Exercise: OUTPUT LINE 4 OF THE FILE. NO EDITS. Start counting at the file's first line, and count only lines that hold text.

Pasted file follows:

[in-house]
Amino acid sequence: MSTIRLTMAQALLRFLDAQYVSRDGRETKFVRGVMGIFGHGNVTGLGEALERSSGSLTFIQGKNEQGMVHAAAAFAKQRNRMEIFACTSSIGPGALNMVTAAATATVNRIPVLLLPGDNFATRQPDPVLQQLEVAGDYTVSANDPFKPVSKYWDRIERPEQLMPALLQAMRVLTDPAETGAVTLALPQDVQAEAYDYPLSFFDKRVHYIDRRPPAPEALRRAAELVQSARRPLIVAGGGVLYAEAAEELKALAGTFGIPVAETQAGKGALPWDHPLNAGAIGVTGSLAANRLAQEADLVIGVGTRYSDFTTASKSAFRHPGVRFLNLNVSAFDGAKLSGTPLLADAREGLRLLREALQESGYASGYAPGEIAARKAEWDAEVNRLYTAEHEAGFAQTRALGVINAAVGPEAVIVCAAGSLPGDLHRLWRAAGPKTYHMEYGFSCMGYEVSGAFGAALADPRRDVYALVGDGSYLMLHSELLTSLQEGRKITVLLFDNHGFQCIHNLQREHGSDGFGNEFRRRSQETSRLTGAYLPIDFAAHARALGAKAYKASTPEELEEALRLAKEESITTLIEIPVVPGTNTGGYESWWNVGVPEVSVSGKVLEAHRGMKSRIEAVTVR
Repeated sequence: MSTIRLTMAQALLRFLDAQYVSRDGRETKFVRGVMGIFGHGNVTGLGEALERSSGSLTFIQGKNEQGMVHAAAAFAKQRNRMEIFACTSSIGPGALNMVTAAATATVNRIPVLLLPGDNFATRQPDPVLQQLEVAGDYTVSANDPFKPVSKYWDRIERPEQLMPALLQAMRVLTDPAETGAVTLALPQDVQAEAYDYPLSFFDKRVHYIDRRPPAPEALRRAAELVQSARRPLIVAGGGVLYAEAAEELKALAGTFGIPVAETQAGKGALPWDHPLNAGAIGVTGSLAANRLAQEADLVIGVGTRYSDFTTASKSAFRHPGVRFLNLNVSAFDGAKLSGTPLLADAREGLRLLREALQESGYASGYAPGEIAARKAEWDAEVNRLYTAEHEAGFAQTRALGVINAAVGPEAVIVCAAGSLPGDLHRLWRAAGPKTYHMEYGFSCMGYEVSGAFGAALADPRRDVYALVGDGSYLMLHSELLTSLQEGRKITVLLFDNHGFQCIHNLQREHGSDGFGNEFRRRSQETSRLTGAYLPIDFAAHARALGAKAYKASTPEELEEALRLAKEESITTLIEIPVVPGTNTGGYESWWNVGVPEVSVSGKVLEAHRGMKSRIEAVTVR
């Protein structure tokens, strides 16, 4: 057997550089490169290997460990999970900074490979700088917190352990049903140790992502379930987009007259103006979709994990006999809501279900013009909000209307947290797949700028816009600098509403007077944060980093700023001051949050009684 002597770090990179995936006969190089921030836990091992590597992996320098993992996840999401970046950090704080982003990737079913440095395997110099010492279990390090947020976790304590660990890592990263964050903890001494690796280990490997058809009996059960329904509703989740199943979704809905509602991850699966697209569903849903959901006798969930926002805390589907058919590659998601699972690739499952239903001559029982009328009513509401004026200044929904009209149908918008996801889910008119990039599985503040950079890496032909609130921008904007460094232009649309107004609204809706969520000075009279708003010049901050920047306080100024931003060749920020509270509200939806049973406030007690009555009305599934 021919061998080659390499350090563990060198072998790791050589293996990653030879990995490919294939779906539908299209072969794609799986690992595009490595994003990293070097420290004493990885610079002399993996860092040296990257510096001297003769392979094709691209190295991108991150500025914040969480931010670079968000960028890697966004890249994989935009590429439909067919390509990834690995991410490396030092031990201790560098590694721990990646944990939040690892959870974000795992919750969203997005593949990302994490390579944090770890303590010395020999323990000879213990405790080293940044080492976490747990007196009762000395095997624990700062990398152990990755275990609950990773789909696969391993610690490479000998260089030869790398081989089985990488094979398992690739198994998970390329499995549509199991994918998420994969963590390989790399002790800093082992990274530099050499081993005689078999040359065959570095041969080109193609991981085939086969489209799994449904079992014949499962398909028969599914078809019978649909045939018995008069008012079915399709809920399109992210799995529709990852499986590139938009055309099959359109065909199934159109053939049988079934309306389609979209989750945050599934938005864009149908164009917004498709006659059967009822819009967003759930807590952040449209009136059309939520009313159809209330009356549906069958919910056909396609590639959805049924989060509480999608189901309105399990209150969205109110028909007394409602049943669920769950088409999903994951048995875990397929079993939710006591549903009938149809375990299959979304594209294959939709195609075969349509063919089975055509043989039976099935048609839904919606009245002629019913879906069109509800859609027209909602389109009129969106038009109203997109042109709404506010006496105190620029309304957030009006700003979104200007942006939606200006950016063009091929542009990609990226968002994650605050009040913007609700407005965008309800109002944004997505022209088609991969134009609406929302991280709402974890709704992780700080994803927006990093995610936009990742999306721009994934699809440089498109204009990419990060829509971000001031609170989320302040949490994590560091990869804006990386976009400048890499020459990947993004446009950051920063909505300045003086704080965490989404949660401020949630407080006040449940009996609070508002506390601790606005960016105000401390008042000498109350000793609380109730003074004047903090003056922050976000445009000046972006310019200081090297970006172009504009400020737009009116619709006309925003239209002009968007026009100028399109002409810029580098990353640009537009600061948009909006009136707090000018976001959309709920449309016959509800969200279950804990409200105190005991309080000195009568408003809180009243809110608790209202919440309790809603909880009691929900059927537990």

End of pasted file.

């Protein structure tokens, strides 16, 4: 057997550089490169290997460990999970900074490979700088917190352990049903140790992502379930987009007259103006979709994990006999809501279900013009909000209307947290797949700028816009600098509403007077944060980093700023001051949050009684 002597770090990179995936006969190089921030836990091992590597992996320098993992996840999401970046950090704080982003990737079913440095395997110099010492279990390090947020976790304590660990890592990263964050903890001494690796280990490997058809009996059960329904509703989740199943979704809905509602991850699966697209569903849903959901006798969930926002805390589907058919590659998601699972690739499952239903001559029982009328009513509401004026200044929904009209149908918008996801889910008119990039599985503040950079890496032909609130921008904007460094232009649309107004609204809706969520000075009279708003010049901050920047306080100024931003060749920020509270509200939806049973406030007690009555009305599934 021919061998080659390499350090563990060198072998790791050589293996990653030879990995490919294939779906539908299209072969794609799986690992595009490595994003990293070097420290004493990885610079002399993996860092040296990257510096001297003769392979094709691209190295991108991150500025914040969480931010670079968000960028890697966004890249994989935009590429439909067919390509990834690995991410490396030092031990201790560098590694721990990646944990939040690892959870974000795992919750969203997005593949990302994490390579944090770890303590010395020999323990000879213990405790080293940044080492976490747990007196009762000395095997624990700062990398152990990755275990609950990773789909696969391993610690490479000998260089030869790398081989089985990488094979398992690739198994998970390329499995549509199991994918998420994969963590390989790399002790800093082992990274530099050499081993005689078999040359065959570095041969080109193609991981085939086969489209799994449904079992014949499962398909028969599914078809019978649909045939018995008069008012079915399709809920399109992210799995529709990852499986590139938009055309099959359109065909199934159109053939049988079934309306389609979209989750945050599934938005864009149908164009917004498709006659059967009822819009967003759930807590952040449209009136059309939520009313159809209330009356549906069958919910056909396609590639959805049924989060509480999608189901309105399990209150969205109110028909007394409602049943669920769950088409999903994951048995875990397929079993939710006591549903009938149809375990299959979304594209294959939709195609075969349509063919089975055509043989039976099935048609839904919606009245002629019913879906069109509800859609027209909602389109009129969106038009109203997109042109709404506010006496105190620029309304957030009006700003979104200007942006939606200006950016063009091929542009990609990226968002994650605050009040913007609700407005965008309800109002944004997505022209088609991969134009609406929302991280709402974890709704992780700080994803927006990093995610936009990742999306721009994934699809440089498109204009990419990060829509971000001031609170989320302040949490994590560091990869804006990386976009400048890499020459990947993004446009950051920063909505300045003086704080965490989404949660401020949630407080006040449940009996609070508002506390601790606005960016105000401390008042000498109350000793609380109730003074004047903090003056922050976000445009000046972006310019200081090297970006172009504009400020737009009116619709006309925003239209002009968007026009100028399109002409810029580098990353640009537009600061948009909006009136707090000018976001959309709920449309016959509800969200279950804990409200105190005991309080000195009568408003809180009243809110608790209202919440309790809603909880009691929900059927537990």